Sunday, 17 December 2017

Chamber music festival is fast becoming a cultural evergreen

Chamber music festival is fast becoming a cultural evergreen

THE West Wycombe Chamber Music Festival is fast becoming an evergreen amongst the area’s top cultural attractions.

And the small, ancient Church of St Lawrence, at the spectacular summit of West Wycombe Hill, continues to play its atmospheric part in this annual celebration of intimate classical music inspired by artistic director and internationally acclaimed viola player Lawrence Power.

This year’s festival runs from Thursday (September 14) to Saturday, September 16. Four concerts and a masterclass have been planned around this year’s central theme of “voices”.

As Lawrence Power explains: “The obvious starting point was the selection of sublime vocal works in the programme by Schubert, Dowland and Monteverdi.

“These three composers very much defined and shaped western classical music through their writing for the voice.

“Leading on from these vocal works, it is fascinating to look at a composer like Béla Bartók.

“After a breakthrough moment in his early twenties, when he heard a peasant woman singing folk songs, he collected, recorded and notated hundreds of songs from small villages in rural Hungary and Romania.

“His work preserving the music of those cultures had a profound influence on his own compositions and 20th century music.”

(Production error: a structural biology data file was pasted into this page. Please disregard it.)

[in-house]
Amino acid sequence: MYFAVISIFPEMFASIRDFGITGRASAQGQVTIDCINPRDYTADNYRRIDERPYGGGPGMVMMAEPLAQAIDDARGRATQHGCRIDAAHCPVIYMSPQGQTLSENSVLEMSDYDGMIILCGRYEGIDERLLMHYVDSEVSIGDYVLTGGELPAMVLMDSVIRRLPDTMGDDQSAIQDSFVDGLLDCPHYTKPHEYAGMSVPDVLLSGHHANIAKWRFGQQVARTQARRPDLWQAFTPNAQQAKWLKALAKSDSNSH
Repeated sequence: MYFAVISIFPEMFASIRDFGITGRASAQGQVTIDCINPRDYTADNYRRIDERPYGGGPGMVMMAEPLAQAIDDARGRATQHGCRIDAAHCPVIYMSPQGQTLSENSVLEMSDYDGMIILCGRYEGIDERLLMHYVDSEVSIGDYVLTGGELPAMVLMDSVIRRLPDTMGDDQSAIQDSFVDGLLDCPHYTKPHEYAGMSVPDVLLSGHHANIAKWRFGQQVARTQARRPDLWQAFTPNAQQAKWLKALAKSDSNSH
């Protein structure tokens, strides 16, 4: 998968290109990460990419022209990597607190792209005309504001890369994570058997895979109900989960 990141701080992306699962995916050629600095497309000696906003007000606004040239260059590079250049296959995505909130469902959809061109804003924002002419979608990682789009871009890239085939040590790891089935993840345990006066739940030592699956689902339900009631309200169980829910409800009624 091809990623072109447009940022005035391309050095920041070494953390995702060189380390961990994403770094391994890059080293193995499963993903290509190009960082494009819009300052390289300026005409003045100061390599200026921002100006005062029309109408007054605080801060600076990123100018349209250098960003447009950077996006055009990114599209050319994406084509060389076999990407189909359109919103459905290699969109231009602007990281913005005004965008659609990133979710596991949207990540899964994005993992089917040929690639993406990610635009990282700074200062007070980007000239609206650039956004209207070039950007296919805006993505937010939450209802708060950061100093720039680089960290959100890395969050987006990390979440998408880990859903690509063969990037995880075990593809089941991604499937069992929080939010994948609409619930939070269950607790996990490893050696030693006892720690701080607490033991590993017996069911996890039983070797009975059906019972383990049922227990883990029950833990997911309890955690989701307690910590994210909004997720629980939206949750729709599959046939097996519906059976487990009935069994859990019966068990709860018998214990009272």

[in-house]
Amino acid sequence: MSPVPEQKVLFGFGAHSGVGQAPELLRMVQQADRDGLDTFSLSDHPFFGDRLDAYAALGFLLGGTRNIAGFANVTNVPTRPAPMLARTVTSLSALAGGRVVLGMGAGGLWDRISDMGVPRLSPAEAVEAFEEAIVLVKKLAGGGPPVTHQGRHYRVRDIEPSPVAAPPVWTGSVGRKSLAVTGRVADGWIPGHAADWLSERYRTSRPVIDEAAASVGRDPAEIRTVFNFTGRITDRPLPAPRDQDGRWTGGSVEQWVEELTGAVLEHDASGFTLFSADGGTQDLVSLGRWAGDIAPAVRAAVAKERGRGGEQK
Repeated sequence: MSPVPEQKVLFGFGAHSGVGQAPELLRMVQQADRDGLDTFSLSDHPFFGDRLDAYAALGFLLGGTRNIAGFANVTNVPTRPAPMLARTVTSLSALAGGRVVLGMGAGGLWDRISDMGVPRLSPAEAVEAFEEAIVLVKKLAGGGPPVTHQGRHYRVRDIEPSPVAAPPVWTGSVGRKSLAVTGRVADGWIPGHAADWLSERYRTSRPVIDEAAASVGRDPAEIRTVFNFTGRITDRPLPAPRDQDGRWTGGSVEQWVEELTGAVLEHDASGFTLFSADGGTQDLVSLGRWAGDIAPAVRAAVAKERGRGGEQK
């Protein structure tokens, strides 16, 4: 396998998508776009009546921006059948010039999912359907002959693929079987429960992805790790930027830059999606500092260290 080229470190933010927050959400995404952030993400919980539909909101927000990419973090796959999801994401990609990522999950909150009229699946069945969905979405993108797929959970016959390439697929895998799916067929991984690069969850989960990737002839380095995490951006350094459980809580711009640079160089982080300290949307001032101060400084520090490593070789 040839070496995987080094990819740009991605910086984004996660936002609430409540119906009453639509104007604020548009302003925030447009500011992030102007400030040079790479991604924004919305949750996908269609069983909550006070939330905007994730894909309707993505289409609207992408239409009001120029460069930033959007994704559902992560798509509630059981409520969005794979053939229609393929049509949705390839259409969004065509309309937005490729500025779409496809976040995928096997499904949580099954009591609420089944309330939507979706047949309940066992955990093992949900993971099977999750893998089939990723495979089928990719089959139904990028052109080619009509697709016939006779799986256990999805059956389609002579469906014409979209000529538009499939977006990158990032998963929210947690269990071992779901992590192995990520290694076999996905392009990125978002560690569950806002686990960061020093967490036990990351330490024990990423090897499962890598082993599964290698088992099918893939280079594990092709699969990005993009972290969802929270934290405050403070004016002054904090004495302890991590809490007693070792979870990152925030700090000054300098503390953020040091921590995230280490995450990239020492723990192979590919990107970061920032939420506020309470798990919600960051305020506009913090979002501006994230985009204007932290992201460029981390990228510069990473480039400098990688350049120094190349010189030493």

Power also considers Vaughan Williams, England’s most prolific collector of English folk songs, to be just as important — and so the early piano quintets of both composers, each dating coincidentally from 1903, will be performed at the festival’s second concert at 7.30pm on Friday, September 15.

More recently, another composer, the Sicilian Luciano Berio, also began incorporating folk songs into his compositions. His work features in the opening concert at 7.30pm on Thursday.

“I have always found his work Naturale for Viola, Percussion and Tape a true masterpiece and a perfect example of the power of the voice,” says Power.

“However, it is impossible to ignore the importance of Franz Schubert’s works in relation to the voice.

“In concerts three and four we will be performing arguably four of his most important works — his Piano quintet in A major (the Trout), the String quartet in D minor “Death and the Maiden” and two works for male chorus, Grave and Moon and Song of the Spirits over the Waters.”

Power will be joined once again by artists familiar to festival regulars — pianist Simon Crawford-Phillips, cellist Bjørg Lewis and violinists Stephanie Gonley and Annabelle Meare.

And taking part for the first time will be eminent artists Natalie Clein (cellist), Ruby Hughes (soprano), Huw Watkins (pianist- composer), multi-talented violinist Max Baillie, double bassist Tim Gibbs and percussionist Chris Brannick.

The three-day programme culminates in a final gala concert at 7.30pm on Saturday featuring the West Wycombe Chamber Music Festival Orchestra and Sam Laughton’s Elysian Singers.

If past form is anything to go on, you will not fail to be overwhelmed by the quality of the performances and the inspired choice of repertoire.

For more information, including the full programme, visit www.westwycombe
chambermusic.org.uk

To book tickets, call 01494 528659 or 07948 897148 or email tickets@westwycombe
chambermusic.org.uk

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